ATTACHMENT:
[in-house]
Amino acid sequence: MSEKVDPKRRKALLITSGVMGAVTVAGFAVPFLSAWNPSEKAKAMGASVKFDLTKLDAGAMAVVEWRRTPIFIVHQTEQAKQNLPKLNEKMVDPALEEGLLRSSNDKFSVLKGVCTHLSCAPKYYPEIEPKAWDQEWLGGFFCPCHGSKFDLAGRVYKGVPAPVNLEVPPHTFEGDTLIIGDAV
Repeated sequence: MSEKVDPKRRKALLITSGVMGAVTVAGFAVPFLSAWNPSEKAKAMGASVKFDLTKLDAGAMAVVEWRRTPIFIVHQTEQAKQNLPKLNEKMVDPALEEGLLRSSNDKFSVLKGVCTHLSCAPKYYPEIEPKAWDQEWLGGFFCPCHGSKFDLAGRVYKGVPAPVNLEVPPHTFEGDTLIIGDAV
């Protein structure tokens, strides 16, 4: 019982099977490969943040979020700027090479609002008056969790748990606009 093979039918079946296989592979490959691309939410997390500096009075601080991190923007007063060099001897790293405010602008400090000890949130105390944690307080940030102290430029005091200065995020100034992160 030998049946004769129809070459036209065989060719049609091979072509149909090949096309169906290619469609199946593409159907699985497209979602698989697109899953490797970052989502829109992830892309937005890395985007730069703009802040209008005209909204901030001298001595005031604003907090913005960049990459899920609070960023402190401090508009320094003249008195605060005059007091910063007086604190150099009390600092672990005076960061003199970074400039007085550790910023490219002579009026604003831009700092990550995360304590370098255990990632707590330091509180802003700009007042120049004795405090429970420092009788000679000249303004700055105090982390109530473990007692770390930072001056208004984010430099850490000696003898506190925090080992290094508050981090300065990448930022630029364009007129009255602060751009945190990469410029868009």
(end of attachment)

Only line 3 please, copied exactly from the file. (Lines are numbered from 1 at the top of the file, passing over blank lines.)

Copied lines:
Repeated sequence: MSEKVDPKRRKALLITSGVMGAVTVAGFAVPFLSAWNPSEKAKAMGASVKFDLTKLDAGAMAVVEWRRTPIFIVHQTEQAKQNLPKLNEKMVDPALEEGLLRSSNDKFSVLKGVCTHLSCAPKYYPEIEPKAWDQEWLGGFFCPCHGSKFDLAGRVYKGVPAPVNLEVPPHTFEGDTLIIGDAV